- GATE, GLOBE, BALL VALVES: 10 cc/hr per inch of nominal pipe diameter. (Example: A 6" globe valve is allowed to leak 60 cc/hr in a test)
- CHECK VALVES: 40 cc/hr per inch of nominal pipe diameter
All shutoff or isolation valves specified to MSS-SP-61 must pass the above standards. The seat closure test must be performed at a fluid (liquid or gas) pressure no less than 1.1 times the 1000°F (380°C) rating rounded to the next 5 psi (0.5 bar).
American National Standards Institute
ANSI FCI 70-2 supercedes ANSI B16.104 and specifies six different seat leakage classifications; class 1 to class VI.
Class I is also know as dust tight and can refer to metal or resilient seated valves.
Class IV is also known as metal to metal. It is the kind of leakage rate you can expect from a valve with a metal shut-off disc and metal seat.
Class Vl is known as a soft seat classification. Soft Seat Valves are those where the seat or shut-off disc or both are made from some kind of resilient material such as Teflon.
Maximum Leakage
Test Medium Test Pressure Test Procedure
I--------- No test required,
as long as purchaser and vendor both agree.
II0.5% of rated capacityAir or water at 50-125°F (10-52°) 45-60 psig or max. operating differential whichever is lower Pressure applied to valve inlet with outlet open to atmosphere or connected to a low head loss measuring device full normal closing thrust provided by actuator.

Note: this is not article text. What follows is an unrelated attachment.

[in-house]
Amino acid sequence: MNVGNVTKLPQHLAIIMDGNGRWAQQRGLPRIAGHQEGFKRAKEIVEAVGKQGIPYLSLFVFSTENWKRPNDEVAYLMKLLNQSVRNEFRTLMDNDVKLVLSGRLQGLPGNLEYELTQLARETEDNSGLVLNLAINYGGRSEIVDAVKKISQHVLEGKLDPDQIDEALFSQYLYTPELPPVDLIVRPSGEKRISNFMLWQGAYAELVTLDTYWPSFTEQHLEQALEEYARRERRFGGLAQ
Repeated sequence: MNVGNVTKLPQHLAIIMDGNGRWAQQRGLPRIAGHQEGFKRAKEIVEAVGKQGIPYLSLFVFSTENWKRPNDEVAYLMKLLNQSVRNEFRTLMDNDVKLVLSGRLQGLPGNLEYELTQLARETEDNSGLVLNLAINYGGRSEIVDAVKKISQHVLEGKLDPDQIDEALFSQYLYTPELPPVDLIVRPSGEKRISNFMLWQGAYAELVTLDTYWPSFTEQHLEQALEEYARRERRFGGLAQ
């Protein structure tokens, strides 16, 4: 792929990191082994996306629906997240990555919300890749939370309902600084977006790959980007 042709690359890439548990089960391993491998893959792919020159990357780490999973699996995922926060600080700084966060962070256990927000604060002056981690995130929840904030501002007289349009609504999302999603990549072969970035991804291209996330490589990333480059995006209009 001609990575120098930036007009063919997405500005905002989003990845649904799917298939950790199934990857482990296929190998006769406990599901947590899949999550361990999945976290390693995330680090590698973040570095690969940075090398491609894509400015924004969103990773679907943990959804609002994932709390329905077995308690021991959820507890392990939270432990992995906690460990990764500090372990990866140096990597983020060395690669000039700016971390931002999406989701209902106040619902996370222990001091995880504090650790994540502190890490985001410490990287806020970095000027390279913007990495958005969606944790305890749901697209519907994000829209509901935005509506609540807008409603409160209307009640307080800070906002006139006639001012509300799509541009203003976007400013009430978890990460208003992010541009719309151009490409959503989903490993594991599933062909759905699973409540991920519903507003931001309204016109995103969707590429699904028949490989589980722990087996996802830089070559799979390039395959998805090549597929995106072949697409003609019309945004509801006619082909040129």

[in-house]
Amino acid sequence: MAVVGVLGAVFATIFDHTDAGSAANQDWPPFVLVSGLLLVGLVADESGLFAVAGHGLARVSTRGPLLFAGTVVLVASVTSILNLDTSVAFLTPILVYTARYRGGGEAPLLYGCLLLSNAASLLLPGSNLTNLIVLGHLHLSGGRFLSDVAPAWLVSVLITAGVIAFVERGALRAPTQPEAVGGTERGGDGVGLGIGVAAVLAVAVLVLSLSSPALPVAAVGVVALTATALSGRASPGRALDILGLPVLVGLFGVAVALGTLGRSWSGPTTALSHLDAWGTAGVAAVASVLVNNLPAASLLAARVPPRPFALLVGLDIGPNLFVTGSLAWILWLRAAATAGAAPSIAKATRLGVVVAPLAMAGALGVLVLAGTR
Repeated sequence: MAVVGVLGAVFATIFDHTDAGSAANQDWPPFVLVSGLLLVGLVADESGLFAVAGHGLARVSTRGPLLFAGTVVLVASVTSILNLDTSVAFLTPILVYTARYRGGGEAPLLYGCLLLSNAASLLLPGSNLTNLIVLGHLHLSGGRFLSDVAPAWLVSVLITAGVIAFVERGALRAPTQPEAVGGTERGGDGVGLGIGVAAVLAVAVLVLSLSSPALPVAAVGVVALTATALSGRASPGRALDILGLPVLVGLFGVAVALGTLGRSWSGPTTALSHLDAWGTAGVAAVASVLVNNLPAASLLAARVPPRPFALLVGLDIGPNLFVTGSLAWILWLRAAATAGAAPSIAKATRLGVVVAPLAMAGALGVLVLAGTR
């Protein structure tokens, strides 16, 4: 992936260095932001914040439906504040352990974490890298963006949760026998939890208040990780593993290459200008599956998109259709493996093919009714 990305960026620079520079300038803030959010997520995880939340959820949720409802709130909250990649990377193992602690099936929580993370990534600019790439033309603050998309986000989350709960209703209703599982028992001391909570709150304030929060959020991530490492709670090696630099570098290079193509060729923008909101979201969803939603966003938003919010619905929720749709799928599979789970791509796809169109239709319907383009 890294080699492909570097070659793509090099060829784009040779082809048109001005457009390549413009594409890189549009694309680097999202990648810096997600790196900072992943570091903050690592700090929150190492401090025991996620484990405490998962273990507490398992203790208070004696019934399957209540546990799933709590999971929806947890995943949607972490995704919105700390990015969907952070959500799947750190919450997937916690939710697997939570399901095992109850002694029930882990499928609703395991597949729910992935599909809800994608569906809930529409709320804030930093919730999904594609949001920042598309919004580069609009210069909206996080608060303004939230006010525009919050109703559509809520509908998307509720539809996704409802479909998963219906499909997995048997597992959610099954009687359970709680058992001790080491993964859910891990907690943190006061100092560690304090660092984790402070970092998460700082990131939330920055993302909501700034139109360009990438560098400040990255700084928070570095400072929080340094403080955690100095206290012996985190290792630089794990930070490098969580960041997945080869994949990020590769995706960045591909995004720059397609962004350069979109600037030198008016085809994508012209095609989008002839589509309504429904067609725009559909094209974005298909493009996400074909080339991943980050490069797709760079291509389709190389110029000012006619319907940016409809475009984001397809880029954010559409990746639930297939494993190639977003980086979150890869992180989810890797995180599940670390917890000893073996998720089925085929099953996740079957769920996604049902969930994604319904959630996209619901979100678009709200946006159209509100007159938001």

III0.1% of rated capacityAs aboveAs aboveAs above
IV0.01% of rated capacity As aboveAs aboveAs above
V 0.0005 ml per minute of water per inch of port diameter per psi differential Water at 50 to 125°F (10 to 52°C) Max service pressure drop across valve plug, not to exceed ANSI body rating. Pressure applied to valve inlet after filling entire body cavity and connected piping with water and stroking valve plug closed. Use net specified max actuator thrust, but no more, even if available during test. Allow time for leakage flow to stabilize.
VI Not to exceed amounts shown in following table based on port diameter. Air or nitrogen at 50 to 125 F (10to52C) 50 psig or max rated differential pressure across valve plug whichever is lower. Actuator should be adjusted to operating conditions specified with full normal closing thrust applied to valve plug seat. Allow time for leakage flow to stabilize and use suitable measuring device.

Nominal Port Diameter
Nominal Port Diameter
Leak Rate
Leak Rate
Bubbles per minute as tabulated are a suggested alternative based on a suitable calibrated measuring device, in this case a 0.25-inch OD X 0.032-inch wall tube submerged in water to a depth of from 1/8 to 1/4 inch. The tube end shall be cut square and smooth with no chamfers or burrs. The tube axis shall be perpendicular to the surface of the water. Other measuring devices may be constructed and the number of bubbles per minute may differ from those shown as long as they correctly indicate the flow in milliliters per minute.

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Further Reading

Valve Handbook. 3rd Edition
Valve Selection Handbook
Valve Selection Handbook: Engineering Fundamentals for Selecting the Right Valve Design for Every Industrial Flow Application
Piping and Valves
Piping and Valves: Fundamentals for the Water and Wastewater Maintenance Operator
Valve Handbook
Valve Handbook
Control Valves
Control Valves: A User's Guide
Valve Selection Handbook
Valve Selection Handbook: Engineering Fundamentals for Selecting Manual Valves, Check Valves, Pressure Relief Valves, and Rupture Discs
An angle valve

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Temperature Class
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Thermocouple Types
Valve Leakage
Vortex Meters
Wires and Cables